Progressing measurement in sport motivation with the SMS-6: A response to Pelletier, Vallerand, and Sarrazin


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Abstract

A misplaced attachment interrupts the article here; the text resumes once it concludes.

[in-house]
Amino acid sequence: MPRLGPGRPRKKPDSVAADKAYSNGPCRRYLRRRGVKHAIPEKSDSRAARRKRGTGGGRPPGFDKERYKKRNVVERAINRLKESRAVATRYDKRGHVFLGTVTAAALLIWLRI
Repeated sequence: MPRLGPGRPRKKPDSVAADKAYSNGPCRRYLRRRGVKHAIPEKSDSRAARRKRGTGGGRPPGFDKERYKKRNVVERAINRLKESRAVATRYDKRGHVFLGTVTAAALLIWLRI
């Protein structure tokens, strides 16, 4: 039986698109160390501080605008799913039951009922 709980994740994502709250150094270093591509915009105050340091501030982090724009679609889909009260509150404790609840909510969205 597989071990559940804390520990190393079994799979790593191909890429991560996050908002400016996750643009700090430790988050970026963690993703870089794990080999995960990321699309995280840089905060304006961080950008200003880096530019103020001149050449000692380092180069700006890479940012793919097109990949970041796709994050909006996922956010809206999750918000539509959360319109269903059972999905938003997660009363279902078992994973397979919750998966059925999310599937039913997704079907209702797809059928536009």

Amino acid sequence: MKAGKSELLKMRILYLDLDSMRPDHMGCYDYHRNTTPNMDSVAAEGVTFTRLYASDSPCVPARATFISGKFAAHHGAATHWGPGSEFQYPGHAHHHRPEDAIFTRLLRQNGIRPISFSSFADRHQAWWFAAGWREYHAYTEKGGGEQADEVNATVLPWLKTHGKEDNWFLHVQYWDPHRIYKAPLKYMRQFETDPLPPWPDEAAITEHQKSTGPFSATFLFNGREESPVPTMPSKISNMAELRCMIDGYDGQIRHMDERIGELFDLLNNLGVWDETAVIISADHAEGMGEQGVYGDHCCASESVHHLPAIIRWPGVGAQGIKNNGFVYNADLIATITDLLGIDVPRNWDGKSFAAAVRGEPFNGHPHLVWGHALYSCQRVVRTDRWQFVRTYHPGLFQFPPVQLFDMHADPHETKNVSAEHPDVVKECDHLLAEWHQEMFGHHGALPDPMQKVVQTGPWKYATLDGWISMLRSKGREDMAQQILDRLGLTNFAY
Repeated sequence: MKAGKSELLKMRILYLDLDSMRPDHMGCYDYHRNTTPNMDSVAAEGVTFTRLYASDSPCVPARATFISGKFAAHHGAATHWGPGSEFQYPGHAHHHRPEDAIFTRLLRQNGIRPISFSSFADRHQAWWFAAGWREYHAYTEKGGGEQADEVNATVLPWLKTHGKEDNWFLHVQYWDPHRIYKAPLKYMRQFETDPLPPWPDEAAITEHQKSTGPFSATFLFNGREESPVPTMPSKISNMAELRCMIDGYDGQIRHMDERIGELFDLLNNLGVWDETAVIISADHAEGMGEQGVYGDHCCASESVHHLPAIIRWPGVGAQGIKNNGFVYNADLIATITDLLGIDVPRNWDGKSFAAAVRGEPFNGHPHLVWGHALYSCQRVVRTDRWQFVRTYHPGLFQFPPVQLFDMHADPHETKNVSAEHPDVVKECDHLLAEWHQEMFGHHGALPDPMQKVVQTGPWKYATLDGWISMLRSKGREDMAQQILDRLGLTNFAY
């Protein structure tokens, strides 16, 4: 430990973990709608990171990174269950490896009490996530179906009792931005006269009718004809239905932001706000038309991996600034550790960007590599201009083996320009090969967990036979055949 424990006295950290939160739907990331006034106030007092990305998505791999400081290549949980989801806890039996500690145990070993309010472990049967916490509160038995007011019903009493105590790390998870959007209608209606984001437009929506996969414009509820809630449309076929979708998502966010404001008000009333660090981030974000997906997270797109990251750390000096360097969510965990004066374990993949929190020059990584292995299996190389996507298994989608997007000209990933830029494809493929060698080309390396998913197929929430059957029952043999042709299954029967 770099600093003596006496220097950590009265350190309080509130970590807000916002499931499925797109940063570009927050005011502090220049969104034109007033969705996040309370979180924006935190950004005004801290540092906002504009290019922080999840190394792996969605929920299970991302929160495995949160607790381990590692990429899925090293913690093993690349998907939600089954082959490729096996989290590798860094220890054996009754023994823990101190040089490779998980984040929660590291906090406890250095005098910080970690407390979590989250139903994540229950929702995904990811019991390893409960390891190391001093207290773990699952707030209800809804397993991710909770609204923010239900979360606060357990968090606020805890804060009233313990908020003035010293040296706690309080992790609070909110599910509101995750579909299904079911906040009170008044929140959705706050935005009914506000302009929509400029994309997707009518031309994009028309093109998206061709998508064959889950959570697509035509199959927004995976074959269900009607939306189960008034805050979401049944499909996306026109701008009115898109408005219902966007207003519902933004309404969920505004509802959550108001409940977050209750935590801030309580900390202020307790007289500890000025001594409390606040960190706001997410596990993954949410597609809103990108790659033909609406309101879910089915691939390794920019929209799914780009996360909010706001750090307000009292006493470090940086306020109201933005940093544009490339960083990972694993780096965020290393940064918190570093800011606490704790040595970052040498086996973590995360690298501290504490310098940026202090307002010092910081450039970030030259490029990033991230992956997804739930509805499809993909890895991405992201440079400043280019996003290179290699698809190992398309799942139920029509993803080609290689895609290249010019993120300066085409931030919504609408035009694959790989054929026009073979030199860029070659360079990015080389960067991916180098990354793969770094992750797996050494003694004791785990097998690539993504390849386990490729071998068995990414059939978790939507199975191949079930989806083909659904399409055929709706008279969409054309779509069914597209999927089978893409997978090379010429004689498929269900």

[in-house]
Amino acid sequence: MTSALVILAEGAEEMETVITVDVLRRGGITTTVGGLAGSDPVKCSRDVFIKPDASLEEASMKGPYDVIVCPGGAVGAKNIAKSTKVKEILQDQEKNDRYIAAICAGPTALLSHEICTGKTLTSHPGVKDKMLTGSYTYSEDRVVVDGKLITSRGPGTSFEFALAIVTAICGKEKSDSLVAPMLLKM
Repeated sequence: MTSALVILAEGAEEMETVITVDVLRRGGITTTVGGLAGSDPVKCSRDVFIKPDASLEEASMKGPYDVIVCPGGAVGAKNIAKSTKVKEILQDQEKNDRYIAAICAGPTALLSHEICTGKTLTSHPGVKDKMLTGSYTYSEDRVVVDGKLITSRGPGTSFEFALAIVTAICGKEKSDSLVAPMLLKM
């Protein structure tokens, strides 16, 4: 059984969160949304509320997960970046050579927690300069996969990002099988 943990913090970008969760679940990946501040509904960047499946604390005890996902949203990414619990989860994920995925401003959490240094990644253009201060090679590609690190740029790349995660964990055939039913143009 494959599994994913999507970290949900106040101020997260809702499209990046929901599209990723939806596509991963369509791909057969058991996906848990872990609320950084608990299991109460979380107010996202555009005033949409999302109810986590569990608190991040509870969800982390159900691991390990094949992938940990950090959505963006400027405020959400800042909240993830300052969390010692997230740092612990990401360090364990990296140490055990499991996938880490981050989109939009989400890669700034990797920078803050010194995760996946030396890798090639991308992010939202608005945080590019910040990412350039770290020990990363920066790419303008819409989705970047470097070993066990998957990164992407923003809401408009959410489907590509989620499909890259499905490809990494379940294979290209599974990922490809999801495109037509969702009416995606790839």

Measurement in sport psychology is a major issue and attempts to progress measurement should be valued and encouraged. Construct validation is an ongoing process [Marsh, H. W., & Jackson, S. A. (1999). Flow experience in sport: Construct validation of multidimensional hierarchical state and trait responses. Structural Equation Modeling, 6, 343–371] and the publication of the SMS-6 [Mallett, C. J., Kawabata, M., Newcombe, P., Otero-Ferero, A., & Jackson, S. A. (2007). Sports Motivation Scale-6 (SMS-6): A revised six-factor Sport Motivation Scale. Psychology of Sport and Exercise, 8, 600–614] was an attempt to progress measurement in contextual sport motivation using self-determination theory (SDT) [Deci, E. L., & Ryan, R. M. (1985). Intrinsic motivation and self-determination in human behaviour. New York: Plenum Press]. Mallett et al. argued for the need to re-develop the Sport Motivation Scale (SMS) [Pelletier, L. G., Fortier, M. S., Vallerand, R. J., Tuson, K. M., Brière, N. M., & Blais, M. R. (1995). Toward a new measure of intrinsic motivation, extrinsic motivation, and amotivation in sports: The Sport Motivation Scale (SMS). Journal of Sport & Exercise Psychology, 17, 35–53], primarily because the SMS did not measure integrated regulation, and secondly due to consistently reported problems with the lack of convergent and discriminant validity. Pelletier, Vallerand, and Sarrazin's [Pelletier, L. G., Vallerand, R. J., & Sarrazin, P. (2007b). Something old, something new, and something borrowed. Psychology of Sport and Exercise, 8, 615–621] commentary on the SMS-6, focused on two legitimate questions: “Does the SMS need to be revised?”, and “Is the revised 6-factor SMS a better scale?” In addressing the first question, this article provides strong evidence that supports the arguments that the SMS does need revision. In addressing the second question, we provided sound arguments for the development of the SMS-6. However, we concluded that the superiority of the SMS-6 in measuring contextual sport motivation across diverse age and cultural groups is a question for future and continuing research. Further examination of the SMS-6 is necessary before such claims can be endorsed.

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